Sunday, September 20, 2009

RotaRUN (Sept 20, 2009) -Post Race


The RotaRUN was the first race that Per and I joined after having a change in status quo. It was memorable that way but instead of being excited, we were fearful for it. The reason behind this fear is that for the past three weeks we have logged in very little or didn’t do any runs at all (me for the former and Per for the latter). There was just no time what with the moving to a new place, travelling, etc. It was hard to insert a 1-hour or more run in our already tight schedule. Our fitness level most certainly dropped and we will have a hard time running again.

But we didn’t expect this when we registered for said race a month ago. I figured there was always time to do a run as it had become a routine for us. So, I eagerly registered for the half marathon race while Per went for the 15km distance race. The come on for me would be the finisher medal at the end of the race (at that time, it was offered to all categories but was subsequently revised to just the 21km race after a switch of organizers).

Now, come race day, we are faced with fears on whether we would burn out from the long endurance and the very intense route that McKinley Hills is known for. Per’s strategy is to complete the first 10km by running it and if she is tired, she will just walk the remaining 5km. My strategy would be a long slow run at a constant pace. No speeding for the two of us and very cautious in the race pace. Our goals would only be to complete the race strong and not “hit the wall”. “Hitting the wall” has happened as often as achieving the runner’s high and that is one thing that we want to avoid.

Upon checking the website the previous day, I found out that the race start was amended to 5:30AM so on race day, I was very much surprised as to WHY the 21km race started 10 minutes before the already amended race time? They shouldn’t have revised the schedule and just stuck with the 5:15am time if they wouldn’t follow it. Better for us to be there early than to be panicking once we heard the race had started! The parking was horrible when we got there with the long line to the entrance. Good thing my sister found a way to leave the car somewhere and run to the starting line. I still didn’t make it on time due to the earlier than expected starting time but at least I was just off by 2 minutes at the most. Who knows how delayed I would be had we stayed at the line heading into the car park.

Luckily, I had my Garmin with me so even with my late start, I can base my finish time on my watch instead of the official time. My legs felt heavy at the beginning of the race especially with the uphill climb but eventually it got used to running and I was going at a constant pace. I made it a point to stop at every water station and get for myself a cup of water or sports drink. I made sure to go at a slow pace and conserved my energy. Even after the 10km mark , I was still conservative in my pace as “hitting the wall” can happen at any time. I saw Per at her 10km mark and she seemed to be doing okay. So far so good!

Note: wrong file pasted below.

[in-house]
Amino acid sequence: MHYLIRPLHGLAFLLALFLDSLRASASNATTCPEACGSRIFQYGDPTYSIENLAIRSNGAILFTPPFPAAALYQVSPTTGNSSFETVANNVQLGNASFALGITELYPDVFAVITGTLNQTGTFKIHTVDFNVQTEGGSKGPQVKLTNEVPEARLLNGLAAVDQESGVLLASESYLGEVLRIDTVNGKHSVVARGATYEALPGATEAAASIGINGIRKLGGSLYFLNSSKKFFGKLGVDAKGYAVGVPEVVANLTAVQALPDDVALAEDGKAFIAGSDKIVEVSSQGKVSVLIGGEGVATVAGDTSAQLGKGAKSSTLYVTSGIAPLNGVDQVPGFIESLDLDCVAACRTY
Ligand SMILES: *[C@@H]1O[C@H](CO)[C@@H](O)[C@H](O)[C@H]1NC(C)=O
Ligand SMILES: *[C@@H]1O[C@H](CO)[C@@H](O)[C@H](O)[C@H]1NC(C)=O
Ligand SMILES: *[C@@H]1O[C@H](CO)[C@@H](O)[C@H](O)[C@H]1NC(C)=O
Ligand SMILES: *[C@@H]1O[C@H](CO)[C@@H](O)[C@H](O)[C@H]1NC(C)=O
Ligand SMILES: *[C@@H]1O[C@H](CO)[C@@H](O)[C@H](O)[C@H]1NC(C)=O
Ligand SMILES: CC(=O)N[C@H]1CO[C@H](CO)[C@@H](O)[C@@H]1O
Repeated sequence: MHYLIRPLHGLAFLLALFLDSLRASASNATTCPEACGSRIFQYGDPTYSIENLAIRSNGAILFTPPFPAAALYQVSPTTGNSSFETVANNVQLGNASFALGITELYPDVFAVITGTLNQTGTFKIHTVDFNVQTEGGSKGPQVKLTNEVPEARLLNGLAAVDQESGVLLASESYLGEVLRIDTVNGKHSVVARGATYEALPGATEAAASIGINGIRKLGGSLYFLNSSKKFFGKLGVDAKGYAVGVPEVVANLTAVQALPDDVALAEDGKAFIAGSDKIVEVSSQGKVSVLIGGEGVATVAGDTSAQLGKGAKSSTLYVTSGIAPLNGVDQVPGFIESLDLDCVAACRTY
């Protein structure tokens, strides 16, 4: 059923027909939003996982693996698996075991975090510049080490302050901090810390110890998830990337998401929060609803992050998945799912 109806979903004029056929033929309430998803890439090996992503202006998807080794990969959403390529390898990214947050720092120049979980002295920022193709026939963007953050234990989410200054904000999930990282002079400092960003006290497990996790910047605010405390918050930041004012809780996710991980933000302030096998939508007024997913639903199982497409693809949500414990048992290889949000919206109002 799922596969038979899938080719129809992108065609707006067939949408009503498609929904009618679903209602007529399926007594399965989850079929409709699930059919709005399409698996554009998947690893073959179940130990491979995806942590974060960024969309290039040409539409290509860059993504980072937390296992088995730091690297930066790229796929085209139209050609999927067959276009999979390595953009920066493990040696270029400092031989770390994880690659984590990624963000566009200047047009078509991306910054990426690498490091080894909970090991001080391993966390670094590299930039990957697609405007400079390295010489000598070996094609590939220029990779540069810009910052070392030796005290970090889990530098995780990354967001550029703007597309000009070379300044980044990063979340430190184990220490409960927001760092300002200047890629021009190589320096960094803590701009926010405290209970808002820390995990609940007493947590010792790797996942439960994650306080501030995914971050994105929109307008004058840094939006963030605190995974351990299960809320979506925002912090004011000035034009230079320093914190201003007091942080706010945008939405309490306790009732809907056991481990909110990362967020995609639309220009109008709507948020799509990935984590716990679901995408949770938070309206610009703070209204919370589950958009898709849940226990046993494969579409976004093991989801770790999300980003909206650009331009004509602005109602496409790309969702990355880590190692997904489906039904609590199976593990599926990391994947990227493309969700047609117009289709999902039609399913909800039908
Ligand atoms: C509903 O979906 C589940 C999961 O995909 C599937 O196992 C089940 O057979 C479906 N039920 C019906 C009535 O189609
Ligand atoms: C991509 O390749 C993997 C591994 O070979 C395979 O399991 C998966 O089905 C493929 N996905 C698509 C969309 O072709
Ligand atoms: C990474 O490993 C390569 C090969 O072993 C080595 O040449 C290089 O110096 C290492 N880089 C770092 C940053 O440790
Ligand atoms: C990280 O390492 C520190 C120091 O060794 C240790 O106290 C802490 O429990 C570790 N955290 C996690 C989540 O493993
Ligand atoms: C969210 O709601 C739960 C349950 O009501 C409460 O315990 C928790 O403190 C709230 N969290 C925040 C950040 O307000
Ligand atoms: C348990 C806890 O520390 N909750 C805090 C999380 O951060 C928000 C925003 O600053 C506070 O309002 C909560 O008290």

Nat gave me a pack of GU gel but I kept it as a last resort as figured the sports drink are already helpful for this race. I was thinking of taking the GU at 16km mark and speeding for the final 5km. And that’s when I saw Jay running back towards Heritage Park. It was clear he was over and doing a long run (in preparation for another marathon maybe?). What I didn’t expect was when he shouted that it’s just 17km. What? Did I hear him right? Is he correct? NO WAY! At that point, I was still saving my strength and checking on my breathing and thinking whether I should go out fast given that I was at 16km already. But I was hoping that it wasn’t true. It was really weird to have this large a discrepancy as organized by a very popular Philippine running website. Unfortunately, it was true. Those who didn’t know of the shorter distance would think they got a new (and a fantastic) half marathon PR. Those sporting Garmins, Polar, Timex, Nike+ watches went back to running to complete the 21km or even go longer as part of their marathon programs.

The organizers delivered on their promise for a finisher medal but when I read that it says “21km Finisher”, it felt like I cheated to get this medal as didn’t run even close to that distance, and so I ran another 4km to reach the quota. I was able to run and find Per and help her finish her race (where she got a new 15km PR). For the remaining 2km I had to do, I just ran-walked at McKinley Hills.

This one big factor made it the worst race for me to date and I really, really hope this will not happen again in the future. If the organizers had already known about the shortened distance, they could have at least mentioned it prior to the start of the race or at least included in their amendments that it is just an 18-km distance race… but I guess they couldn’t do that as they have already made their finisher medals. Had they done this, I would have a better measurement of the right pace and not conserved as much as what I did in this race.

For comparison sake on ratio and proportion, it is like training for a full marathon, finishing it at a very good time but finding afterwards that the distance was just 36km. How would you feel? Will you consider yourself a marathoner and wear your finisher medal proudly or will you feel bad that all that training has gone to waste? Will you run an additional 6km just to complete the distance although time for that additional distance was not recorded?

That was exactly what I felt when I crossed the finish line. A very disappointed race indeed…

Per with her finisher certificate

Me with my ummm "21km" finisher medal.

1 comment:

Anonymous said...

it's all about you are in control of your said pace,and the wall you are expecting is when your glycogen runs out and your body start burning fat.